% of error 2.83% 6.98% 1.77% 0.00% 0.00% 0.00%
Table 1.1

V
R1
V
R2
V
R3
I
R1
I
R2
I
R3

Measurement 9.00V 0.90V 0.04V 0.90mA 0.90mA 0.90mA
Calculation 9.05V 0.90V 0.05V 0.90mA 0.90mA 0.90mA
% of error 0.55% 0.00% 20.00% 0.00% 0.00% 0.00%
Table 1.2

V
R1
V
R2
V
R3
I
R1
I
R2
I
R3

Measurement 0.46V 8.00V 1.55V 15mA 15mA 15mA
Calculation 0.48V 7.94V 1.58V 16mA 16mA 16mA
% of error 4.17% 0.76% 1.90% 6.25% 6.25% 6.25%
Table 1.3

Part B :

V
R1
V
R2
I
R1
I
R2

Measurement 4.80V 4.80V 55mA 45mA
Calculation 5.00V 5.00V 61mA 50mA
% of error 4.00% 4.00% 9.84% 10.00%
Table 2.1

V
R1
V
R2
I
R1
I
R2

Measurement 5.00V 5.00V 0.5mA 5mA
Calculation 5.00V 5.00V 0.5mA 5mA
% of error 0.00% 0.00% 0.00% 0.00%
Table 2.2

V
R1
V
R2
I
R1
I
R2

Measurement 4.80V 4.80V 150mA 9.5mA
Calculation 5.01V 5.00V 167mA 10mA
% of error 4.19% 4.00% 10.18% 5.00%
Table 2.3


ANALYSIS AND DISCUSSION
1. Based on the experiment conducted as above, in task 1, when the value of resistor is high,
the potential difference across the resistor is also high and the current flowing through the
resistors is constant due to its series connection. Meanwhile, in task 2, when the resistance
is low, the current flowing through it is high and the potential difference across all resistors
connected in parallel is the same.
2. The measurements obtained from this experiment differs from the ones calculated using the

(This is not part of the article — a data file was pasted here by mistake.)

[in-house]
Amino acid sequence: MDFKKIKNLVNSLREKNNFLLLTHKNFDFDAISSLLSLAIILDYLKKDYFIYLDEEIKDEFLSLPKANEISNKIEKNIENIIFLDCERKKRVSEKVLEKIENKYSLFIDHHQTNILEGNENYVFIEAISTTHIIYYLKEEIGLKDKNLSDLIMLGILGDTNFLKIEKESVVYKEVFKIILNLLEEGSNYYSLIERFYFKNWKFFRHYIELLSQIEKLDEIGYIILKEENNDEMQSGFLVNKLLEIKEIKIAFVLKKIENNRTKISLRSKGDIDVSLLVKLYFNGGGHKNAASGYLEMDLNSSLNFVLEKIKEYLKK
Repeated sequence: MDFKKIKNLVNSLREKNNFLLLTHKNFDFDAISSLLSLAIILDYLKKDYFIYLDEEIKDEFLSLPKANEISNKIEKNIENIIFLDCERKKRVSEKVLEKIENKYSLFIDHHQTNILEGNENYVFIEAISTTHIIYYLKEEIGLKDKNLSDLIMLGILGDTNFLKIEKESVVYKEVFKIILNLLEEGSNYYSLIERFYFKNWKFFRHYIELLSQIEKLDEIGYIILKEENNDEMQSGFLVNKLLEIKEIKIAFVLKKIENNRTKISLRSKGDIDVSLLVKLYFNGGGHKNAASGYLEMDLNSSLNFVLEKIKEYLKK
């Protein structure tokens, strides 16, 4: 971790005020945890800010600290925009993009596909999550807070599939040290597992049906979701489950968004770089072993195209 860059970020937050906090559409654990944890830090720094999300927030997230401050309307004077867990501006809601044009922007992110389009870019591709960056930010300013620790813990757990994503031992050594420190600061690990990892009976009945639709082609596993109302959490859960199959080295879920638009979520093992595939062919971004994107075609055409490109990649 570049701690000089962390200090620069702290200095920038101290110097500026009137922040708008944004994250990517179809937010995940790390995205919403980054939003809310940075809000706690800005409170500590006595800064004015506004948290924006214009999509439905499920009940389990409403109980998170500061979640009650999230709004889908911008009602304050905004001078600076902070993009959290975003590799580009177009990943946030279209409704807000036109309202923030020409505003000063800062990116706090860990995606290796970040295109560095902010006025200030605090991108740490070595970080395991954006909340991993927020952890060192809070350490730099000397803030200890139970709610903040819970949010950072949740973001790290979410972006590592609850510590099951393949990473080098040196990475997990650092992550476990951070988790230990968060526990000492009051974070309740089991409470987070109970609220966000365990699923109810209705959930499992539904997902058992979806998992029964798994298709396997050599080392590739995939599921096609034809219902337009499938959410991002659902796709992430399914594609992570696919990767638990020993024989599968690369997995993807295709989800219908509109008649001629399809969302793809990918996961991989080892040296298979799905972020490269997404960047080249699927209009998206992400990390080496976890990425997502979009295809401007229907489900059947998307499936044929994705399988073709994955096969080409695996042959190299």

formula derived earlier despite having a few accurate readings. This is due to the scale of
the analogue multimeter which is limited to a smallest of 1 decimal for one division on its
scale, while the decimal places obtained by using the formula is rounded up to 1 or 2
decimal places which affects the results slightly. Other than that, these differences is due to
the loading effect of the multimeter caused by its internal resistance. Robbins and Miller
(2000) stated that the loading effect for an instrument must be ideally zero for it to provide
an accurate reading, but practically, it is impossible for any instrument to have zero loading
effect since energy is absorbed from the circuit.
3. Hoppe (2012) stated that Voltage Divider Rule is applied to determine the voltage drop
across a resistor in series while the Current Divider Rule is used to determine the current
flowing through one branch of a parallel circuit.
4.

(

)
= (

)
= 37.27V



5. For I
3 :

(

)

(

)

Therefore, for I
5
:

(

)

(

)

For I
1 :

(

)

(

)

For I
2
:

(

)

(

)


Therefore the values calculated using CDR are as below

I
1
= 8.4A
I
2
= 2A
I
3
= 6.4A
I
5
= 2.4A





CONCLUSION
VDR is applied in a series circuit and the voltage drop is high for a resistor that has a
large value while the current flow is the same throughout the circuit. CDR is applied in a
parallel circuit and the current flow is low for a resistor that has a large value while the
potential difference is the same for all elements in the circuit.
REFERENCES
1. Robbins A., Miller W.C. (2000). Circuit Analysis Theory and Practice.
Albany, N.Y. : Delmar Cengage Learning.
2. Hoppe R., (2012). Voltage Divider Rule (VDR). Retrieved from : http://www.wisc-
online.com/objects/ViewObject.aspx?ID=DCE3402
3. Hoppe R., (2012). Current Divider Rule (CDR). Retrieved from : http://www.wisc-
online.com/Objects/ViewObject.aspx?ID=DCE3502